There is, also, another aspect of this suffering. Suffering is not really suffering unless it causes us pain and distress, therefore to desire suffering is to desire something we are extremely adverse to in order to show our love to Jesus. When we are in the midst of suffering, if we have offered it to Jesus, our love is the greatest. For at the moment that love tears are hearts to pieces, at the moment that the pain is the greatest, is the very moment when the divine-like passions of love rise within us. At the very moment that body and spirit are chopped down to nothing, it is that moment when the love is loosed from the bonds of selfishness and the restraints of fear and hesitation, and that is when love soars.

Those who have been humbled beyond recognition, those who have been broken of all icy dignity, those who have been ridiculed until they are reduced to children, those who have been reduced to utter poverty, those who have been beaten and have surrendered... it is these who are exposed to true virtue. It is these who can call upon God's mercy, it is these who are most grateful, for they know they deserve nothing and need everything. It is these who give everything without expecting, nay, without even desiring reward. They are no longer afraid, for they have nothing more to lose, therefore they boldly approach the divine mercy in their extreme neediness. When seen in this light, even our human imperfections, the sources of much of our suffering, are dear to us. Only through these imperfections can we begin to approach God!

Why do I call this post the "secret" of suffering? Our world is troubled, and our humanity is fearful. Our understanding of love is distorted and unclear. This love which I speak of is Divine and perfect... it is deeper than we can fathom, it is consuming, and it drives us to perfect and mutual surrender. It is a love for which all of us were created, therefore every one of us experiences it in some measure and form, but it is never truly understood until heaven. I say the "secret" of suffering... for what I have just described is how suffering brings such intense love. To those who have never experienced this love, or who do not understand this secret, I am a crazy fool who desires pain. I'm in the habit of describing heaven as "love greater than happiness," for I cannot describe love apart from suffering. I have often said that I would willingly spend eternity suffering for Christ, and I do not understand why Jesus would not desire this act of love. I solve this thing that baffles me in a few words "in heaven, happiness is love," but my heart will not feel this is the true answer until Jesus Himself has explained it to me.

"My vocation is love. To be the heart of the Church until the end of history. My work in Heaven begins with my death, for my mission is to make others love Jesus, as I love Him."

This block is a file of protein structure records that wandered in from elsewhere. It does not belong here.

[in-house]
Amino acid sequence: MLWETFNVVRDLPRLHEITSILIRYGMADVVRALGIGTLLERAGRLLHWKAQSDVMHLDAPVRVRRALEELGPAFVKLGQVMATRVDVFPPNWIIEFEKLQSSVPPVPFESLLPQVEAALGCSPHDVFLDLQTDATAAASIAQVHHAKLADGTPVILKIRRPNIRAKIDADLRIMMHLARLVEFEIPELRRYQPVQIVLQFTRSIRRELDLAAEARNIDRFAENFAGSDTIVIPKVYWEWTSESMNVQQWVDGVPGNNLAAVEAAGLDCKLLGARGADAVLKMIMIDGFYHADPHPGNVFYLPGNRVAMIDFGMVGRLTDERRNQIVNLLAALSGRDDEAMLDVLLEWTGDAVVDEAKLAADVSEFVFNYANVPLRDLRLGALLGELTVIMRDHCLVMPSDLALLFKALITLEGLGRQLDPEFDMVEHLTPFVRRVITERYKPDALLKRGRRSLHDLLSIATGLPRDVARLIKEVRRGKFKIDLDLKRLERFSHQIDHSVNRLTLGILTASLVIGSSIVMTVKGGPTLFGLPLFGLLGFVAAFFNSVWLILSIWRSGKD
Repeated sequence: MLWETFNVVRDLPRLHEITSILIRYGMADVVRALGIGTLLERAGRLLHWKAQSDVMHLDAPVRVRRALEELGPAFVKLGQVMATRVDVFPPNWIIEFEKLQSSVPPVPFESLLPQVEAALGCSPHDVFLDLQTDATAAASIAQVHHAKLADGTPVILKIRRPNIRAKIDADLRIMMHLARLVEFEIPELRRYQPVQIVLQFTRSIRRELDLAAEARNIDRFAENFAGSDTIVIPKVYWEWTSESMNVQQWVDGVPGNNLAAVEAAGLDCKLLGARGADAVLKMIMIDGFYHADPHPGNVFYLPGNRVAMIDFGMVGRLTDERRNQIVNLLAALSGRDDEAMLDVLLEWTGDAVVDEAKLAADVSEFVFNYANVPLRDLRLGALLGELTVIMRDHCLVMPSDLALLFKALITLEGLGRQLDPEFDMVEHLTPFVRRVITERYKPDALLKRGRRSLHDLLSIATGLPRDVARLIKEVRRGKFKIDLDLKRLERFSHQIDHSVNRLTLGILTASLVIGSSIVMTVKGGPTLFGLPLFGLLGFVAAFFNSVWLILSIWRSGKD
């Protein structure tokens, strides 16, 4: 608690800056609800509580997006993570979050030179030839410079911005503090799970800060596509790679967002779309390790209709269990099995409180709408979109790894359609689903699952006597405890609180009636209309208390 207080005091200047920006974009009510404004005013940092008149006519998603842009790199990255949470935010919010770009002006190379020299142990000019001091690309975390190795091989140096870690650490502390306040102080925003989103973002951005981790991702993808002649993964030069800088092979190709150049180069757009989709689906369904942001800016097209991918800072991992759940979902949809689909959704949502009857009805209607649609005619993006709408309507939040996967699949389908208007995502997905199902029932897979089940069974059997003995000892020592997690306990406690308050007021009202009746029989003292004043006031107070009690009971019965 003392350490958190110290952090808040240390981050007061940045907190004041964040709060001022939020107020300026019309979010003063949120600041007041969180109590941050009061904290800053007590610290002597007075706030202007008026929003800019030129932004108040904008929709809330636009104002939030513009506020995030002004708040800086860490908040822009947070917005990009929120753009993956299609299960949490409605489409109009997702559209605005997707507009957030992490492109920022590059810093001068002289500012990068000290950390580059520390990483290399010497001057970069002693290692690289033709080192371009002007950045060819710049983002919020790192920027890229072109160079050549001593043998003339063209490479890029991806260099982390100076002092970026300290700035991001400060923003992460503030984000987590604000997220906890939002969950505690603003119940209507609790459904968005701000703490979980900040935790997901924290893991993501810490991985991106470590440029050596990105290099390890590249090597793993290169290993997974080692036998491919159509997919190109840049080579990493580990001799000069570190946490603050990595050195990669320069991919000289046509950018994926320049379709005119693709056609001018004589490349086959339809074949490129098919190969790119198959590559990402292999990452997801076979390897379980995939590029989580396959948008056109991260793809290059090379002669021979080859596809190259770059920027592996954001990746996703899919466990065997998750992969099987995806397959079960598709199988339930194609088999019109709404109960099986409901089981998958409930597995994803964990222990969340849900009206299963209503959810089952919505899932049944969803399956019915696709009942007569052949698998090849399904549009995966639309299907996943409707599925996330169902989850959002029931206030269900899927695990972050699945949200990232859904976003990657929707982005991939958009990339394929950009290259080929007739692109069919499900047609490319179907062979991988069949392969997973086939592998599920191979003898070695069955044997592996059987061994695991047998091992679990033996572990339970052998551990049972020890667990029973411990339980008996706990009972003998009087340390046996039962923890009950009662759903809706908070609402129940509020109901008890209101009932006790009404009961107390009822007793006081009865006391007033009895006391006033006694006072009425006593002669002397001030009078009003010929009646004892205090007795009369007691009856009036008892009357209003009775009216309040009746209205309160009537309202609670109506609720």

(St. Therese)


  1. Very true as a most realistic truth as it is in daily life. and secondarily through Jesus His Mother suffered as far as seeing her own Son suffer on the Cross and finding that Christ was at the Temple in which shows that we truly aren't the only ones that do suffer in the world Christ, Mary, and the Saints have gone through it beforehand. Now a days people look at suffering as a overbearing burden but as Sadie pointed out in this post is that it is that good can come from suffering. As Christ and Mary are called the "suffering servants" we too can look at that aspect and apply it to our lives to give back to Him who freely gives. You did a great job on the post Sadie!

  2. This post is the very thing that I needed to read. I have had some moments of intense despair and a complete lack of all hope, both supernatural and natural, since before Easter. I suppose I lost sight of what and Who is truly important. This post has helped me to refocus. I know that it will be a daily struggle (and I must daily pick up my cross), but I also know the misery of the alternative.

    Anyways, thank you so much for this post. I will pray for your vocation discernment. Although I am not actively discerning one right now, I have not completely disregarded the possibility.

  3. Thank you for your comments, Christina and Ericka. It has taken me years to develop this understanding enough to compose this post, because it is so difficult for us to grasp this secret that so often only shows itself in small ways.

    Ericka, thank you for your prayers! Know that you will be in my prayers also. Our entire lives are a journey of discernment of sorts, and I hope that whatever vocation you follow you come to know Christ's deep love for you. I too have been experiencing some depression, and I am glad that this post has helped you :).